Oatley & Ors v Oatley & Ors (2014)
A voluntary settlement was rectified where the claimants had erroneously been included as settlors which excluded them from the class of beneficiaries.
The claimants (C) sought the rectification of a 1995 settlement.
C were part of a family which operated a farming business through a family company. Shares in the company were originally held by C's parents. A number of shares had been put into a settlement in 1985. C also held shares. In 1994 a further settlement was proposed to hold the shares in the family company and prevent any shareholders calling for the break up of the family company. There was an agreement between the shareholders to transfer their shares to the new settlement. As drafted the new settlement included C as settlors in addition to their parents. They therefore could not be beneficiaries because the definition of beneficiaries excluded the settlors. When the 10-year tax charge on the settlement was being considered it was appreciated that C had been excluded from benefit. C's case was that they had been told that they would be beneficiaries under the settlement and had transferred their shares on that basis. They said that the settlement as drafted did not implement their parents' intention to benefit them. C had provided no bounty. They were supposed to have contributed £2 each to the settlement but said that they had not done so. The adult beneficiaries did not oppose the claim. The minor beneficiaries were joined as defendants and were represented.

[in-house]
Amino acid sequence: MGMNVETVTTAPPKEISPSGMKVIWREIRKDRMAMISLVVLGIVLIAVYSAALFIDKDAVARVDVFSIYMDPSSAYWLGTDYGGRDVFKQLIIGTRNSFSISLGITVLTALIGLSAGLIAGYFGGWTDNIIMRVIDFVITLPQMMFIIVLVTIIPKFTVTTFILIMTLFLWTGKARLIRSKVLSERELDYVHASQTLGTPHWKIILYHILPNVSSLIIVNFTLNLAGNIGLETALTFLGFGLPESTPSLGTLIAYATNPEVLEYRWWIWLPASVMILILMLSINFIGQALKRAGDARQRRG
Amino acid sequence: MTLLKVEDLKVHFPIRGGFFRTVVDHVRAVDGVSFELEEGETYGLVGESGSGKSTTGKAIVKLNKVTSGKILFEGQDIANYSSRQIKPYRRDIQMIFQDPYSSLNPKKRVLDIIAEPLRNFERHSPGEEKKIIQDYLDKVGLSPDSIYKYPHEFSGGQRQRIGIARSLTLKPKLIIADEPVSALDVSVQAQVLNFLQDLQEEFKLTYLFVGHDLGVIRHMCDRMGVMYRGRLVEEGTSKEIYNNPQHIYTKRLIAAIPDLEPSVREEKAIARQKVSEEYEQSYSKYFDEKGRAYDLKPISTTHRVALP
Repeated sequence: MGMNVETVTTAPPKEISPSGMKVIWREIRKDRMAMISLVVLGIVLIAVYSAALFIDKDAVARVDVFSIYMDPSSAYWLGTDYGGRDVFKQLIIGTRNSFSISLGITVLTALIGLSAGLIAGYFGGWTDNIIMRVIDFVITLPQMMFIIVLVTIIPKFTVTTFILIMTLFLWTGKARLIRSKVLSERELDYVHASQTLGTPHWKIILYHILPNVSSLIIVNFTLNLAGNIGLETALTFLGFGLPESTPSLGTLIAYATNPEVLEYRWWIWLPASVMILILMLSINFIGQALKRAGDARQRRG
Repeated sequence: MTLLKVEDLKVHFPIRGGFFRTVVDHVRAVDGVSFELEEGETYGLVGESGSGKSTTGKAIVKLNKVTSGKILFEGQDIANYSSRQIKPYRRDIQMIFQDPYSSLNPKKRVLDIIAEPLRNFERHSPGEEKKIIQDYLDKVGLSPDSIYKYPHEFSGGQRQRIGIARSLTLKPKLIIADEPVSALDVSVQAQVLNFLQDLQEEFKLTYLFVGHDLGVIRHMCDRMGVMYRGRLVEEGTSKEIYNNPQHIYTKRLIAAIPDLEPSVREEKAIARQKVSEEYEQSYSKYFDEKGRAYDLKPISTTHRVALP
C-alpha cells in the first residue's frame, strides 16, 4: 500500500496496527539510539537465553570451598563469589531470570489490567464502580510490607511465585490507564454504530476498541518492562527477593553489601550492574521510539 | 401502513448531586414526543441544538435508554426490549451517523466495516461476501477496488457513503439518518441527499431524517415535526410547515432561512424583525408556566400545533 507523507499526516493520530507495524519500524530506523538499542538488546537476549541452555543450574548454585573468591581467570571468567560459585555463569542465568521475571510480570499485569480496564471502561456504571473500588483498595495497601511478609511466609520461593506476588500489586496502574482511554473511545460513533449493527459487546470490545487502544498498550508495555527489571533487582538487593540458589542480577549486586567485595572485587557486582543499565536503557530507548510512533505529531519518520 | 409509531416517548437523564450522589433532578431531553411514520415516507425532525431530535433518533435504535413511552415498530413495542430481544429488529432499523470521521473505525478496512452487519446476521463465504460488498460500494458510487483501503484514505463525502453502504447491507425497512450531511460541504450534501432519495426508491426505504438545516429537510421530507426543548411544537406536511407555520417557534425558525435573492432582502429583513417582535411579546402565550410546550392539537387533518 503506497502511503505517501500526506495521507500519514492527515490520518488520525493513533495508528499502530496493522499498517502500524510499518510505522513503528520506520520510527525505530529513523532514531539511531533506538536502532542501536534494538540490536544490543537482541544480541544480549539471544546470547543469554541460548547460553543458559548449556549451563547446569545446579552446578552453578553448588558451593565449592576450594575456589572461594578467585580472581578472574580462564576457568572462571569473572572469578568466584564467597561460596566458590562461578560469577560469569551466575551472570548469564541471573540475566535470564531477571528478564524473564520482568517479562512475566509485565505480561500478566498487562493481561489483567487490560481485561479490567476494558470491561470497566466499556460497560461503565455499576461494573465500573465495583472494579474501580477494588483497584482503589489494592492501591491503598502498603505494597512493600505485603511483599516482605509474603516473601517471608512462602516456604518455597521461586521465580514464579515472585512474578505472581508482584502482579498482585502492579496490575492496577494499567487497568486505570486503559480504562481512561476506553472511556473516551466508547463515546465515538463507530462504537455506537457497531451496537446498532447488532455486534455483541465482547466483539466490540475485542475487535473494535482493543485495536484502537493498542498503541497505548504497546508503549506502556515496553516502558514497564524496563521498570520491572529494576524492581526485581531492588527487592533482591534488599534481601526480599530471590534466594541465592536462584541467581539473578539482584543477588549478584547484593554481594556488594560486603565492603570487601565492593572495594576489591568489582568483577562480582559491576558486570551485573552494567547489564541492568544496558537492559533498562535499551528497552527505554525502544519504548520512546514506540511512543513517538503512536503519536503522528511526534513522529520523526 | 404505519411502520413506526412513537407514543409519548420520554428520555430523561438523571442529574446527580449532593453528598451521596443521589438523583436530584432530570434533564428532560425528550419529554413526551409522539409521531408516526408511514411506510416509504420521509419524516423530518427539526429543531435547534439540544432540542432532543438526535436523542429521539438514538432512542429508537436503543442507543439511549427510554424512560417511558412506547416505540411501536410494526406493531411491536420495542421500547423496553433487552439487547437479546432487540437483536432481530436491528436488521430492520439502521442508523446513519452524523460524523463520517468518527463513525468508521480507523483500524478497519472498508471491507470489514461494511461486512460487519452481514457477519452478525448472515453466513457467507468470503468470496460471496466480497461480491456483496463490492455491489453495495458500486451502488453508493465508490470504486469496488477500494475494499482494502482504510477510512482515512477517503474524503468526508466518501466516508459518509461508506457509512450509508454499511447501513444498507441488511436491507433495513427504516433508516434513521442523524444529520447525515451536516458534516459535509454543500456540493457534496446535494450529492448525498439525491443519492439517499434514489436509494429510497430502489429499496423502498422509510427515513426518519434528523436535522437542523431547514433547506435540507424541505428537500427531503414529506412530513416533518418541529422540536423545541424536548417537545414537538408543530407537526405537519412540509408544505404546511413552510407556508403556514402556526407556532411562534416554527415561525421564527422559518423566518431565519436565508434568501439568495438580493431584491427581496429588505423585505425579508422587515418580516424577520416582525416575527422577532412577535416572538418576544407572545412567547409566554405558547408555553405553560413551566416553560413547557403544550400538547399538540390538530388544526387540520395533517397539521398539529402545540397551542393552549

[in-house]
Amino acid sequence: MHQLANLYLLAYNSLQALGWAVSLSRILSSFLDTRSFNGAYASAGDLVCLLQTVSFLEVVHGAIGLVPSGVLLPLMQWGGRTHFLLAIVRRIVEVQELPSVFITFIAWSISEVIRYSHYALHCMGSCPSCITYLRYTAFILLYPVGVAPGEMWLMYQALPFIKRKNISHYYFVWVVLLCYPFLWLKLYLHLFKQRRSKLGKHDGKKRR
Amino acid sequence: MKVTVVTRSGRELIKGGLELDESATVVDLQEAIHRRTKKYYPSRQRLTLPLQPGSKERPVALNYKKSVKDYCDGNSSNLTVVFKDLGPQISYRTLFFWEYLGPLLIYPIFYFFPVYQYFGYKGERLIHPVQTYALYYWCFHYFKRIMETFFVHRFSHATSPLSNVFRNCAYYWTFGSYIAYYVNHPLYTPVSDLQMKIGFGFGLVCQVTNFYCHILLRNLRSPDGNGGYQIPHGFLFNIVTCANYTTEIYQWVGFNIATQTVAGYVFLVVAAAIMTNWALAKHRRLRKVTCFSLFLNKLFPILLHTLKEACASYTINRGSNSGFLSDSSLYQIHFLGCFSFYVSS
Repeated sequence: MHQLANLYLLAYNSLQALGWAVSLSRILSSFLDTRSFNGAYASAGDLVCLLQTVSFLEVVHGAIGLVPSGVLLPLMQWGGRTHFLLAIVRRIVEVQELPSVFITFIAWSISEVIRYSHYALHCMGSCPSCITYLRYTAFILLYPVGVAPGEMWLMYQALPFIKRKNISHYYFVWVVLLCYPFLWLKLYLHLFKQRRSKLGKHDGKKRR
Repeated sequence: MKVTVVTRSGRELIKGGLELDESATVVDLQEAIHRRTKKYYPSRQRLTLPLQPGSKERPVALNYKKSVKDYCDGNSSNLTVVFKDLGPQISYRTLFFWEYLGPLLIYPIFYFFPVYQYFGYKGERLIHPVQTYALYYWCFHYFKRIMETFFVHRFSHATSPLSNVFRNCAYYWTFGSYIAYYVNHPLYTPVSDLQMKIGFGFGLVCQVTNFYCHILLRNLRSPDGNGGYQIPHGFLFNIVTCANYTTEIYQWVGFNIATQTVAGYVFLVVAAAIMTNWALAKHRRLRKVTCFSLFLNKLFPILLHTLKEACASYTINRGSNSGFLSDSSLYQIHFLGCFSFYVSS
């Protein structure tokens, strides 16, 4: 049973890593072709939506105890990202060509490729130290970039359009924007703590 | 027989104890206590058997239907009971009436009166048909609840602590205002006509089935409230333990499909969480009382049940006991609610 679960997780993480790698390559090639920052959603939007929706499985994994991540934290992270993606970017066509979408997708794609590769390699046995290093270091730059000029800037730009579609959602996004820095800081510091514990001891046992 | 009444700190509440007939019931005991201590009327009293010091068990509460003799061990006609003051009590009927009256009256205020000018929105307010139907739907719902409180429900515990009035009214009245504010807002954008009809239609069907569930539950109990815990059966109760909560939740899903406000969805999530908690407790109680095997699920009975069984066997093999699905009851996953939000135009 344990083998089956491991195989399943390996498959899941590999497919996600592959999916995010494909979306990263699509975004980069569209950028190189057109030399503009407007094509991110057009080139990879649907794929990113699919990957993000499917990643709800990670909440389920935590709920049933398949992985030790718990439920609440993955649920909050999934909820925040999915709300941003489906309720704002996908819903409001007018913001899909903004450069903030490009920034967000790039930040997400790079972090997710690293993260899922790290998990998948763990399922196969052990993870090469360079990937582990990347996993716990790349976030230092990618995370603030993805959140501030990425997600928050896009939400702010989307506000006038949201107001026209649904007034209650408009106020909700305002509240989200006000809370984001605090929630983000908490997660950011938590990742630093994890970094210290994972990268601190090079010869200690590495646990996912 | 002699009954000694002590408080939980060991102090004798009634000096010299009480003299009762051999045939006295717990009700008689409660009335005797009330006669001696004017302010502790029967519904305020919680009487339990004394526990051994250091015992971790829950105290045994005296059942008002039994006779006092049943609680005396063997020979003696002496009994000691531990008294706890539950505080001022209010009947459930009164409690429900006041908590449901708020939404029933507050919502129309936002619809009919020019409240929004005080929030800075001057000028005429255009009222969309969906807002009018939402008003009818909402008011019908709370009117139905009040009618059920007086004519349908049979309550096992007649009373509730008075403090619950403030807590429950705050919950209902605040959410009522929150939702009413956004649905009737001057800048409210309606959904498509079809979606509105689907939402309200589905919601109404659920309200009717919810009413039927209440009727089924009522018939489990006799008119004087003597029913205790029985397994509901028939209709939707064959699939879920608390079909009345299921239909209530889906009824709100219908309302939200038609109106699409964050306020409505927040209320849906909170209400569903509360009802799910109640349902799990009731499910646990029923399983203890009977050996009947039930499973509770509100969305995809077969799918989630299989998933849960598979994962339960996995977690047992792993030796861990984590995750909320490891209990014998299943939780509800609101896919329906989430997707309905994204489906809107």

A voluntary settlement could be rectified in a case of mistake. The mistake was not in the transaction itself but in the documentation which did not reflect the true intention of the settlor, Racal Group Services Ltd v Ashmore  S.T.C. 1151 and Allnutt v Wilding  EWCA Civ 412,  B.T.C. 8003 followed. Rectification was a discretionary remedy and should be exercised with caution and on strong evidence. There was no direct evidence from the parents. It was clear that the 1995 settlement was a voluntary settlement and not the result of a bargain, Butlin's Settlement Trusts (Rectification), Re  Ch. 251 considered. It was difficult to prove intention in the absence of an outward expression of intention, but although the instant case was borderline there was just enough evidence to demonstrate that the settlement did not reflect the parents' true intention, Day v Day  EWCA Civ 280,  Ch. 114. It was clear that the intention of the settlement was to benefit all the members of the family, including C, as well as keeping the family company together. The settlement had been discussed with C and they had been told that they would be beneficiaries. It was not clear that there was any intention to miss a generation and the professional advisers had no instructions to exclude C as beneficiaries. C had not read the settlement documents and did not understand the significance of being included as settlors. It had not been shown that the £2 contributions had been made. There had been a delay in bringing the matter to court but it was not too lengthy to prevent the grant of relief and had been explained. There had been no prejudice as a result. It was right to rectify the settlement to remove C as settlors and include them as beneficiaries.
Judgment for claimants